The superb Riff City published a tremendously insightful post last week entitled Docs of Perception: Visual Records and How We Hear Music. In it, author Julianne Escobedo Shephard explores the relationship between camera technology and our perception of artists.
Do you or your band have a daily online routine? You better. At the speed this world moves you can’t afford to miss even one day of what is happening. Your competition is not sitting still, so you better be out there. But as a band you have to find a balance that is not going to hinder your ability to be a band. You need to write, rehearse, record, perform… if you don’t do any of those things, being online won’t mean much.
So I thought I would take a look at my daily online routine and maybe you can apply to it your routine.
10 Things Every Musician Should Do Online Every Day
1. Quick Email Scan. – When you wakeup, you’re a band, so whatever time of the day this might be is fine. Grab your iPhone or smartphone and do a quick scan of your email for anything important or urgent. Respond to those very urgent emails right away. You will know what they are when you see them.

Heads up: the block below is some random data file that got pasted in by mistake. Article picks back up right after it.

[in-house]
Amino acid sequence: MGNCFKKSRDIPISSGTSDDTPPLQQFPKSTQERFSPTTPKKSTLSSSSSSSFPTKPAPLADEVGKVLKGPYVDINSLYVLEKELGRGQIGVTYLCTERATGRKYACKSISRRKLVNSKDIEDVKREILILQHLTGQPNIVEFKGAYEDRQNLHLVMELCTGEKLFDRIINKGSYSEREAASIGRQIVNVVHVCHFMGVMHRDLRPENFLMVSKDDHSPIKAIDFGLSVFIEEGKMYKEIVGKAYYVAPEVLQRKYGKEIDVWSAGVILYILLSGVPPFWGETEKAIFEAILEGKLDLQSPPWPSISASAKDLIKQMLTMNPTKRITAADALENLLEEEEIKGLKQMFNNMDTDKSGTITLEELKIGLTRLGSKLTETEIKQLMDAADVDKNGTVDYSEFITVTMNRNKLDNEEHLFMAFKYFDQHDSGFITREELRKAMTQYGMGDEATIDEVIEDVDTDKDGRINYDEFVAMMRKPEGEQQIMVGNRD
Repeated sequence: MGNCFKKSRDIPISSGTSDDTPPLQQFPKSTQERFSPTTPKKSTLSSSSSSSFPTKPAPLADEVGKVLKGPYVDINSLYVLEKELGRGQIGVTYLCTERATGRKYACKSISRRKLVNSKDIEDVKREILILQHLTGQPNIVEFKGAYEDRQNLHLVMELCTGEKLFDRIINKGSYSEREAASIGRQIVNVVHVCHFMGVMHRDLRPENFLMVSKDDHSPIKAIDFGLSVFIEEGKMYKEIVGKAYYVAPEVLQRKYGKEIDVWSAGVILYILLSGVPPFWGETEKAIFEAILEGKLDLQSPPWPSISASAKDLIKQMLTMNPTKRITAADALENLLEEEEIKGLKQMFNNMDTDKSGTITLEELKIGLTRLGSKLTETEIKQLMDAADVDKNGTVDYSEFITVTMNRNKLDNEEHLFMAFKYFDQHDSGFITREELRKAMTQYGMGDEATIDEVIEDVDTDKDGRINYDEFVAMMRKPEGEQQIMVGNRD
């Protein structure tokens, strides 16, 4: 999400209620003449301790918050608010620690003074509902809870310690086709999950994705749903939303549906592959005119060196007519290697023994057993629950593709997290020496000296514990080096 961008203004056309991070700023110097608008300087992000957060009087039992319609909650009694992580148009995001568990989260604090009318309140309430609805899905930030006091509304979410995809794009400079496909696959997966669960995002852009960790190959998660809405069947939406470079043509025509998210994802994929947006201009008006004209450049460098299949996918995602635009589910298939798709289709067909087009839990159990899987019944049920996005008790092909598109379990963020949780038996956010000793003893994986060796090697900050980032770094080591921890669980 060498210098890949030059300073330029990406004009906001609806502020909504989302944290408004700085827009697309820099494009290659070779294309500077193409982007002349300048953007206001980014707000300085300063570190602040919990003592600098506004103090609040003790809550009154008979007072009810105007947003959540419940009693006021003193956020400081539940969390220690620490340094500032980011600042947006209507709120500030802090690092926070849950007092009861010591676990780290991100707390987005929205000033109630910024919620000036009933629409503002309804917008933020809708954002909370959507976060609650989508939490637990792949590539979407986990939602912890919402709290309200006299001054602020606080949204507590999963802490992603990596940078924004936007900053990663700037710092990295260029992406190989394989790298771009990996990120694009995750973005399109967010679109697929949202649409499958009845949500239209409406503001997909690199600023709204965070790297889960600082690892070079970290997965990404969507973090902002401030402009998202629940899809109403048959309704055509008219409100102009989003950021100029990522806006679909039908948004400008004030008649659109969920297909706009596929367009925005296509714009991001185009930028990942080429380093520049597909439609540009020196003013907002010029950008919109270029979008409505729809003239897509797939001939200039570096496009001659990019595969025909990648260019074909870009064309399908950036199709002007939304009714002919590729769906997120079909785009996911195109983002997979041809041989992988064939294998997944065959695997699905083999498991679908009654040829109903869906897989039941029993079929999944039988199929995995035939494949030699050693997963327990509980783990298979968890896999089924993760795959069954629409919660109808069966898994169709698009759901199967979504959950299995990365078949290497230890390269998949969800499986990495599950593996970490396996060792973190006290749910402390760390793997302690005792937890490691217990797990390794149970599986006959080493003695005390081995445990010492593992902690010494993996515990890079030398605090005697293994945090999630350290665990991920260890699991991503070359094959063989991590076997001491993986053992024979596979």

The latest version of MP3 Rocket (a media downloading app) now allows you to download YouTube videos as mp3s, so you can listen to that new Lady Gaga single whenever you want. MP3 Rocket claims this isn’t breaking any copyright laws, because their software is to be used only for “time-shifting, personal, private, non-commercial use”, which cites the same ruling that video tape and VCR manufacturers use to make home-recording of TV shows legal.
The first argument that should pop into everyone’s head is that YouTube videos don’t air only once, on Monday nights at 7pm Est / 6pm Central… YouTube already provides the convenience of “time-shifting” because you can ALREADY watch or listen to the video whenever you want, as many times as you want.
I just passed this logo over to Bruce and Kyle at Hypebot, but it occurred to me that others may need it also. Without further introduction, may I present…the Music Think Tank logo (as a PNG).
By now everyone has read a string of thoughtful predictions by many great music industry minds regarding the future of the music business, and most of them certainly have merit. Let me propose the 4 steps that I think would help thrust the music business truly into Music 3.0. Some of these you’ve no doubt heard before, but some you may have not.
1) New Blood For The Industry - The music industry was creatively at its best when the pioneers of the business (Berry Gordy, Ahmet Ertegen, Mo Ostin, Jac Holzman, etc.) were actively running their companies. They were fans first, businessmen second, and they intimately knew their audience well because they were part of it.
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(Updated April 6, 2015)